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“We understand the frustration, a frustration that has been brewing not just for a couple of years but probably for decades,” LAUSD Superintendent Alberto Carvalho said Monday night while announcing that the district will be closed for the duration of the strike, which is scheduled to last through Thursday.

The union and district officials have both said they are open to talking, as each side blames the other for failing to reach a deal.

Technically, this week’s strike isn’t about the impasse in contract talks. Instead, it is a so-called unfair labor practice strike, called over alleged labor law violations the staff union says the district has committed. The union filed over a dozen grievances, accusing the district of violations ranging from managers locking cafeteria doors to prevent workers from voting on a strike to raising the price of vending-machine snacks in staff lounges.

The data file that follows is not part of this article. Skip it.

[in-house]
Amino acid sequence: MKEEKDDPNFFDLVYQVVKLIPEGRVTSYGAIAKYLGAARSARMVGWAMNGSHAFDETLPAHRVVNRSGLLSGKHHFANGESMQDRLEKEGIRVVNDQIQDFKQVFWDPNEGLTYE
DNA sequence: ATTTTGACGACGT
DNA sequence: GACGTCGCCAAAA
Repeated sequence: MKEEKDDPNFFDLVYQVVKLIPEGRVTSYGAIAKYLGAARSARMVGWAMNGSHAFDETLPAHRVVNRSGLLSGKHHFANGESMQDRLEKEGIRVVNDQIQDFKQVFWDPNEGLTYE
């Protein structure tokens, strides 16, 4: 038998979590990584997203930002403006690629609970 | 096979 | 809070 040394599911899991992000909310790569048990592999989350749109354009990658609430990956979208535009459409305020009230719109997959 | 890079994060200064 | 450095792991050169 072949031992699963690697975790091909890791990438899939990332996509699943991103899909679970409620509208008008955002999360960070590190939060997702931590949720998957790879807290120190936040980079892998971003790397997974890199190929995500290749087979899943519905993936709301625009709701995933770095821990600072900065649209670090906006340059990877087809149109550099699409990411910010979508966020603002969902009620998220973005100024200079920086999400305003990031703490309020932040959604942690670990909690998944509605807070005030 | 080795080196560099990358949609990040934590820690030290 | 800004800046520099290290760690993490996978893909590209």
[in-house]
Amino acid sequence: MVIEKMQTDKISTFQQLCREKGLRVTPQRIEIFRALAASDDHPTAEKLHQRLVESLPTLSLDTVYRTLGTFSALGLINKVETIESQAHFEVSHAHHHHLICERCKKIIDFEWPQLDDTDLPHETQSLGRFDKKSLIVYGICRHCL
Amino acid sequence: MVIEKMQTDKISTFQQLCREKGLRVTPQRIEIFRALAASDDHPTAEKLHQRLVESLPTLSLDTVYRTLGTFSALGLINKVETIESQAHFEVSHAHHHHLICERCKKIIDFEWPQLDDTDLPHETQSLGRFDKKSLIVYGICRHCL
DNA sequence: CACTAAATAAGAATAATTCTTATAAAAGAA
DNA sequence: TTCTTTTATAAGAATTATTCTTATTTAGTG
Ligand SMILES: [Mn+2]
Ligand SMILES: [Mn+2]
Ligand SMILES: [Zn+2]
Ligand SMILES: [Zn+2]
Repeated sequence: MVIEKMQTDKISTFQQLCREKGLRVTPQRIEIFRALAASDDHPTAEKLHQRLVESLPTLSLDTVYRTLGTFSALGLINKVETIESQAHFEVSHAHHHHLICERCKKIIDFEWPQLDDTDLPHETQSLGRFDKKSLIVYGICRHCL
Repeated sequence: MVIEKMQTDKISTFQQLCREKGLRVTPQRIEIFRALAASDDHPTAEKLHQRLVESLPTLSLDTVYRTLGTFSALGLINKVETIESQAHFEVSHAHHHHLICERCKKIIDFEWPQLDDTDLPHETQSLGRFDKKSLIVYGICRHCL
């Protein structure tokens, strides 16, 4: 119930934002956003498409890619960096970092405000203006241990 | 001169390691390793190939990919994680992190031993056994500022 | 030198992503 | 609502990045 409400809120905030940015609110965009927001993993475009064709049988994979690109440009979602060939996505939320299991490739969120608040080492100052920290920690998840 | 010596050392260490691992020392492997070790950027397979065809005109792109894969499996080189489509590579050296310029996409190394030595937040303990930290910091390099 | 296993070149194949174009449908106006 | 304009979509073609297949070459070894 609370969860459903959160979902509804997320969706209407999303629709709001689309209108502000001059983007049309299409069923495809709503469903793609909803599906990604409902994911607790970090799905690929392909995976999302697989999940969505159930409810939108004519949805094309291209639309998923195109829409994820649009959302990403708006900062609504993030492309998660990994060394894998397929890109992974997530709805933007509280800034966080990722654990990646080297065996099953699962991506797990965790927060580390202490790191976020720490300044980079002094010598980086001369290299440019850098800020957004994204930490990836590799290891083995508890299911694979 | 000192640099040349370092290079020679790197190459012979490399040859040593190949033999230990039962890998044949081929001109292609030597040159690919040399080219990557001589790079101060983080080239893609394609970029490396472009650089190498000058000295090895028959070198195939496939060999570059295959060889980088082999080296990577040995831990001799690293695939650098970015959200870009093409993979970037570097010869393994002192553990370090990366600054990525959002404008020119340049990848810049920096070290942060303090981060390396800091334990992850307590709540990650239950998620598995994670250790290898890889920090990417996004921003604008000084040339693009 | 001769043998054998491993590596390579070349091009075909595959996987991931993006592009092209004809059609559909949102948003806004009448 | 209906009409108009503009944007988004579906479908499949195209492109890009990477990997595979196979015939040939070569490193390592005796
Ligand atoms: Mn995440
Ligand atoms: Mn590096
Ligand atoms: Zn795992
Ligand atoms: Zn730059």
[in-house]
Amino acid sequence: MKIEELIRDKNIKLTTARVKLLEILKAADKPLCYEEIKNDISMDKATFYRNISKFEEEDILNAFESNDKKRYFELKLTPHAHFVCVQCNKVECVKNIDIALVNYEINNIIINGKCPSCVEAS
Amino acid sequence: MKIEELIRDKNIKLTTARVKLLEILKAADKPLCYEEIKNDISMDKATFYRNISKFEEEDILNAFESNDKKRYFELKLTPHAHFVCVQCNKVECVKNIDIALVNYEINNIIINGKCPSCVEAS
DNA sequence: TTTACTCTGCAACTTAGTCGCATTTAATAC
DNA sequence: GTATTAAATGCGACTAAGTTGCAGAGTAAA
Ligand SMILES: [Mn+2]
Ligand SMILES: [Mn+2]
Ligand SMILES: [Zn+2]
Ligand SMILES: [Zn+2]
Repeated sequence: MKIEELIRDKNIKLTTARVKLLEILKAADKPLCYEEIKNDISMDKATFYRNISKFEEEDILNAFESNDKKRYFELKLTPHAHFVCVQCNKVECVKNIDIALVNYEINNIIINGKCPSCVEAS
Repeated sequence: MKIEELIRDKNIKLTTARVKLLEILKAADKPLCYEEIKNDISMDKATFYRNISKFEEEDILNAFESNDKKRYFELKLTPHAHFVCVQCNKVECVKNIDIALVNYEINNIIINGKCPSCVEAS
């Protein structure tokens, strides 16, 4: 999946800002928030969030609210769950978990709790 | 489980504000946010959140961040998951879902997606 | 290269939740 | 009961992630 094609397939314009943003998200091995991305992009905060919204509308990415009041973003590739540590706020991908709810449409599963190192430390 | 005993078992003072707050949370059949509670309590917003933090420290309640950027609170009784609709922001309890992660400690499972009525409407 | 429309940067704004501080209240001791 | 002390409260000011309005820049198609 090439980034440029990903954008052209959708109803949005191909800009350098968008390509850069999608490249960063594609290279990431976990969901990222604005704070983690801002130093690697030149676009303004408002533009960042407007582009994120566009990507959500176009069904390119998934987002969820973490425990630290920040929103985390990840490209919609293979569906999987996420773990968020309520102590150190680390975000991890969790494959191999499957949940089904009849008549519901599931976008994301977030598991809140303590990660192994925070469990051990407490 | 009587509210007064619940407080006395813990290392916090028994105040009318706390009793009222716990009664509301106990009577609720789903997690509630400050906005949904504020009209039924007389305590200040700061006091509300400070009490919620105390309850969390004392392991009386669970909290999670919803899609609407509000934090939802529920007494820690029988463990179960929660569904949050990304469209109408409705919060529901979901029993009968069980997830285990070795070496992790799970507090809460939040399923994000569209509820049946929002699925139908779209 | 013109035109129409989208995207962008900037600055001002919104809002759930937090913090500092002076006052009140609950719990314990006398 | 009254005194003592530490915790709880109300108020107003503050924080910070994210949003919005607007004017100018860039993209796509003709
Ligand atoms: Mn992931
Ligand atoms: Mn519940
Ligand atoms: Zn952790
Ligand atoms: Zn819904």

Union leaders have said the strike could be the first of many if the district doesn’t meet demands.

Cecily Myart-Cruz, the president of United Teachers Los Angeles, said Tuesday from the picket lines that her union couldn’t stand by idly while the support staff demanded better pay. “We stand in solidarity with them,” she said. A UTLA strike in 2019 closed schools for six days.

LAUSD Unsuccessfully Tried to Block The Strike on Legal Grounds

Arguing the union is illegally striking over stalled contract negotiations. The strike, the district argued in a Friday legal filing, “is nothing more than an unlawful pressure tactic.”